Korea: November 5, 2003


  Economists are finding out more about the extent of damage that a half century of communist rule have done to the North Korean economy. The conclusion is that collapse is very close without continued massive food and fuel aid to the north. The factories and infrastructure are rotting, as maintenance has dried up over the last few years. The electricity system is falling apart and most parts of the country do not have 24/7 electricity. The north has tried to implement some reforms, but these have only legalized the black market and made things worse.

Defectors believe it is possible that there may be a spontaneous uprising, quite possibly from the lower ranks of the army. The last few years worth of conscripts grew up hungry, and are not happy with the way things are. Moreover, more news of the outside world is reaching to north, adding to the unrest.  Since 1995, some eight million tons of food has been donated to North Korea, but a quarter of the population is still hungry and over a million people have died.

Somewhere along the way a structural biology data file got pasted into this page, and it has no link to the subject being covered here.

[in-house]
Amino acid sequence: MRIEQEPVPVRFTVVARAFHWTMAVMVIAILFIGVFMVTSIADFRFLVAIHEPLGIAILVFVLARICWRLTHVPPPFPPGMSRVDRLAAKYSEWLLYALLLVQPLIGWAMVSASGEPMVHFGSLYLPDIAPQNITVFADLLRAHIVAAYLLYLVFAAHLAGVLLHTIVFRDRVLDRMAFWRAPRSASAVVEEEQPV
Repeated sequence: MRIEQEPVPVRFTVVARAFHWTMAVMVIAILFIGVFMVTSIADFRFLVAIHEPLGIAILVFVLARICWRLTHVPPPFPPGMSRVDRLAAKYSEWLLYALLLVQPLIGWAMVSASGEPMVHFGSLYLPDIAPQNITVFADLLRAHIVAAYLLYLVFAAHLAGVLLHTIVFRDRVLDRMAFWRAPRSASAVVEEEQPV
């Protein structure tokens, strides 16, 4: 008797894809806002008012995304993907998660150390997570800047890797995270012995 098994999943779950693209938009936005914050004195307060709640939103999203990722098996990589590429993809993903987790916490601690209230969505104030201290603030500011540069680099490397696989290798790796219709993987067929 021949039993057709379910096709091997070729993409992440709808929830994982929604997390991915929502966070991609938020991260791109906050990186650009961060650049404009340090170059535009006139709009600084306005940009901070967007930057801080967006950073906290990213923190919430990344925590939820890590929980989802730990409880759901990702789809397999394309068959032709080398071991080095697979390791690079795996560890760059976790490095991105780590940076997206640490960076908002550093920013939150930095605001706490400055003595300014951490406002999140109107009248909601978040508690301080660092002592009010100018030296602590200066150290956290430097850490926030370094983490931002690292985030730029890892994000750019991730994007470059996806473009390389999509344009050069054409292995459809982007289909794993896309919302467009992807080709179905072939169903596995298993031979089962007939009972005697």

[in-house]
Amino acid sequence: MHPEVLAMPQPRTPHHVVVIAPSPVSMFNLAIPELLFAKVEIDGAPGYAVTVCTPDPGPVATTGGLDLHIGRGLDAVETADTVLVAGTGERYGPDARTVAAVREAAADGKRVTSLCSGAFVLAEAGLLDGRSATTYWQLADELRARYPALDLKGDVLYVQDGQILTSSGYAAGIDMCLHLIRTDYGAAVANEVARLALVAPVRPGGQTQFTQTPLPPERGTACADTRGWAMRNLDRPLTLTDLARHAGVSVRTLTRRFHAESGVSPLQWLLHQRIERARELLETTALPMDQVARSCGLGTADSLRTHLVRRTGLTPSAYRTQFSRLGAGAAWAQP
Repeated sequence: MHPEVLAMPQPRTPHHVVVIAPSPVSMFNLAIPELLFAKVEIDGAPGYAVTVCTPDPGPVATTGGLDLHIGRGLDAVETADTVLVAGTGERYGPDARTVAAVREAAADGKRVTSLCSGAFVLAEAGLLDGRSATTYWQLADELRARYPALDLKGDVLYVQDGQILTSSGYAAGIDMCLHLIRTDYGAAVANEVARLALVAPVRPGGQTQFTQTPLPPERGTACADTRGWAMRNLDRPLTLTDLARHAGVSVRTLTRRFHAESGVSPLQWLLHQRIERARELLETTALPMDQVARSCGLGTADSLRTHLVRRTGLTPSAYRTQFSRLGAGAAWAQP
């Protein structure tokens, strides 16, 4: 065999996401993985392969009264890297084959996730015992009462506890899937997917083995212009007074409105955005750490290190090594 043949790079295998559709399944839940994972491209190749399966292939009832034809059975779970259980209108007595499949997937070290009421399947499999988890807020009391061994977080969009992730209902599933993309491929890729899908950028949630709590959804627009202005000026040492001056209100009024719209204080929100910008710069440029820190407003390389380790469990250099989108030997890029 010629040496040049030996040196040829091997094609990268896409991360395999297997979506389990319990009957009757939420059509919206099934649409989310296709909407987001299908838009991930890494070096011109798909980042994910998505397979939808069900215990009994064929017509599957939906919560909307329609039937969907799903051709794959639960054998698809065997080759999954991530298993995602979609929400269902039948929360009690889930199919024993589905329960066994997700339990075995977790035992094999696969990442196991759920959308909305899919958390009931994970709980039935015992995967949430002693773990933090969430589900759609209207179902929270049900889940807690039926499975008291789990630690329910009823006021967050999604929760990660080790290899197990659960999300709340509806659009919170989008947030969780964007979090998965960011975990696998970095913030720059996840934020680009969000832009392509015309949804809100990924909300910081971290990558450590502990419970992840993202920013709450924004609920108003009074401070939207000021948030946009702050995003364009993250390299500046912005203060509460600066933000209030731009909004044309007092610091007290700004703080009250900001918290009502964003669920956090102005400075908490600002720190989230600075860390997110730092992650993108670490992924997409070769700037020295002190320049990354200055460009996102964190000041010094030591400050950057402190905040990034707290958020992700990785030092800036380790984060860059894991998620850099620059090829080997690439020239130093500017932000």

Economists, and credit rating agencies, are also worried about the impact of collapse in the north on the south. South Korea would have to pay most of the bill for rehabilitating the north, and saving its population from starvation. The cost is now estimated at some three times South Koreas current GDP, which would come to a total of over two trillion dollars.


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